Friday, April 06, 2007

Fullbore Friday

A timely Fullbore Friday concerning one of my favorite subjects - the Spring Offensive in '72 where the South Vietnamese with US Navy and Air Force cover defeated the North Vietnamese Army. The next time they invaded in '75, the Democrat Congress took away all funding and support - and we know how that ended. Anyway, here is the USS Buchanan (DDG-14) (the second time a USS Buchanan made Fullbore Friday) doing what she was made to do. Thanks to Eagle1 for the inspiration.
USS BUCHANAN first line period in 1972 consisted of 63 continuous days of operation in combat zone off Vietnam

On station off the DMZ March 30, 1972 she was one of the first gunline ships to fire against the North Vietnamese invading force. During those first days of April, BUCHANAN provided gunfire support for evacuation of U.S. Marines at the forward ground observer post, Alpha Two, the defense of Dong Ha and the evacuation of the Vietnamese Naval Base.

On the Cua Viet River on numerous occasions, BUCHANAN took enemy troops and tanks under direct fire and has been credited with the destruction of four enemy tanks at the DMZ and numerous enemy troops killed in action at the approaches to the Dong Ha bridge.

On April 5, with Commodore T.R. Johnson, ComDesRon 31 embarked, BUCHANAN led an operation against North Vietnam. On the afternoon she fired the first rounds into North Vietnam since "Sea Dragon" operations creased in 1968.

On April 10 BUCHANAN was directed to proceed to Danang Harbor for regunning alongside the tender USS Samuel Gompers. This marked the first time that a US Navy ship was assigned tender availability in a forward combat area during the Vietnam conflict.

Regunning completed, BUCHANAN once again put to sea and continued operations off the coast of North Vietnam, Several times a day her guns hammered supply routes, SAM sites, enemy troop concentrations and coastal defense sites.

On April 16, she led the first strike against the Do Son Peninsula off Haiphong Harbor in company with the Seventh Fleet command ship, USS Oklahoma City, USS Richard B. Anderson and USS Hamner.

On the following day, while engaged in a sharp exchange of gunfire with hostile shore batteries, one enemy artillery shell found its mark. The shell penetrated the superstructure and exploded, killing one man and slightly wounding seven others. Material damage was quickly isolated and three hours later BUCHANAN was again striking enemy targets. On April 18, BUCHANAN retired to Danang for battle damage repair.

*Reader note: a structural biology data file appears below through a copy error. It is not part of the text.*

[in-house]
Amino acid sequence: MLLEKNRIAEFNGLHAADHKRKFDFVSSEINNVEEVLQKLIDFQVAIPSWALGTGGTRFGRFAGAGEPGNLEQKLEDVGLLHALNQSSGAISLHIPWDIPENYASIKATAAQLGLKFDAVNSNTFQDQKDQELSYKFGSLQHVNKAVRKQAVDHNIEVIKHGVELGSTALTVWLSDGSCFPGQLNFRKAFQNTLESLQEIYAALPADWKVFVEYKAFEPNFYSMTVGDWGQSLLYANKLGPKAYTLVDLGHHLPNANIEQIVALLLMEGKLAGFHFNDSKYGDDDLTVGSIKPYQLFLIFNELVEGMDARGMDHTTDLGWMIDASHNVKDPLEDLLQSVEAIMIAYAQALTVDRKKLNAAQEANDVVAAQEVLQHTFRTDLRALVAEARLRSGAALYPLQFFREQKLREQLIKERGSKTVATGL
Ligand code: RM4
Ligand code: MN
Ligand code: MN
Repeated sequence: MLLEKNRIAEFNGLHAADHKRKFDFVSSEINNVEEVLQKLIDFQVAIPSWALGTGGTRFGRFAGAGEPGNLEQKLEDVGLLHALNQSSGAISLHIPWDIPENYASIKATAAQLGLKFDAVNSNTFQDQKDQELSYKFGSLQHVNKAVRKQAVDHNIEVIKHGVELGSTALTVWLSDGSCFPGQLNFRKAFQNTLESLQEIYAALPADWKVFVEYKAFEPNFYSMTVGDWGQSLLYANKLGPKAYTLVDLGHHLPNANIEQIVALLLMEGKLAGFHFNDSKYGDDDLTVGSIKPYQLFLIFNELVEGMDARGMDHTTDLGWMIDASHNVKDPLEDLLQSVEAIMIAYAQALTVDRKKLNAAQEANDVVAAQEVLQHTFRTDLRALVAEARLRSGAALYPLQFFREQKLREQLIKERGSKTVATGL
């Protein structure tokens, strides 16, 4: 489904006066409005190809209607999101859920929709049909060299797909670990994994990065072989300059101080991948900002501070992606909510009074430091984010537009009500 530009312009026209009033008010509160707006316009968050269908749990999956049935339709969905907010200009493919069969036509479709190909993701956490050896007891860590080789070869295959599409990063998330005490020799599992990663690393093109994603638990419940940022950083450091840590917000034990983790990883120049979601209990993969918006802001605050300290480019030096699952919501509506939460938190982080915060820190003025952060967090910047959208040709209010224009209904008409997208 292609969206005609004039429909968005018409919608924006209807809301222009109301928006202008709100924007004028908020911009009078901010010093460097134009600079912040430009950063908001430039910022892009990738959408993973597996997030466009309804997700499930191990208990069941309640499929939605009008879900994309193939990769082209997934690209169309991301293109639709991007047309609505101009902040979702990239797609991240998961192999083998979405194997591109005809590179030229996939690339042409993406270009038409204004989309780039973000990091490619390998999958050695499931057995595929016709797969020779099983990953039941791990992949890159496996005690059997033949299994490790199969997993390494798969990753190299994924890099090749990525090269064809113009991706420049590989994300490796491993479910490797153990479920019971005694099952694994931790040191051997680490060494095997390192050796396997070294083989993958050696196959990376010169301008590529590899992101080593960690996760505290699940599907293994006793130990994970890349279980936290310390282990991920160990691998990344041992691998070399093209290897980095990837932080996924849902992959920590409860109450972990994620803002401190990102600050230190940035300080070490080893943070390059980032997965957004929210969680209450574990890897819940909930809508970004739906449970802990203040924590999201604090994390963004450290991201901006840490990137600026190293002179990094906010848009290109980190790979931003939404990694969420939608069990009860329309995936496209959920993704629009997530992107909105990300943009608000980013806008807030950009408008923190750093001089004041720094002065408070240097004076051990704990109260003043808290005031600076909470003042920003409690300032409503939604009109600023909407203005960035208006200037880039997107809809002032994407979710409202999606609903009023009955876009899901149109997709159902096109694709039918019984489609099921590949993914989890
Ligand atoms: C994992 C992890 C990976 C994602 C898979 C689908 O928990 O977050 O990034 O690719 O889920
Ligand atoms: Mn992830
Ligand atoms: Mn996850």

On April 19 the Task Force BUCHANAN had just left was attacked by MIG's. The USS Higbee DD 806 was severely damaged by direct hit to after Mount. She joined BUCHANAN at Destroyer Tender in Da Nang to undergo repairs. During the battle two MIG's were shot down by USS Steret

After a brief four-day period as plane guard for the attack aircraft carrier, USS Kitty Hawk, BUCHANAN returned to the gunline.

BUCHANAN once again headed for the northern reaches of the Gulf of Tonkin on May 8 and participated in operations in the vicinity of the Do Son Peninsula.

One operation involved suppression of hostile shore batteries while enabling other U.S. Navy Forces to mine the Haiphong Harbor entrance, On the night of May 10, BUCHANAN in company with USS Newport News, USS Providence, USS Oklahoma City and USS Hanson once again returned to the Do Son Peninsula to participate in operations involving the most formidable cruiser-destroyer strike group assembled in the Western Pacific since World War II.

Striking against military targets in the Haiphong area, BUCHANAN is the only U.S. Navy ship to have participated in every surface strike operation off Haiphong Harbor since operations were initiated of April 5.

In 63 days, BUCHANAN had struck North Vietnamese military targets 49 times and also delivered over 7700 rounds against enemy emplacements while receiving hostile fire on almost every mission. She was the first U.S. Navy vessel to engage the enemy as the North Vietnamese forced their way across the DMZ and is now the last of the "Charter members" in combat action to return to port.

And no; you couldn't do that with a LCS. NetFires can't keep going. 57mm don't cut it - and a LCS will not take a 105mm, 152mm, or 155mm hit and keep going. Don't be sad at these pictures - she served until RIMPAC 2000.

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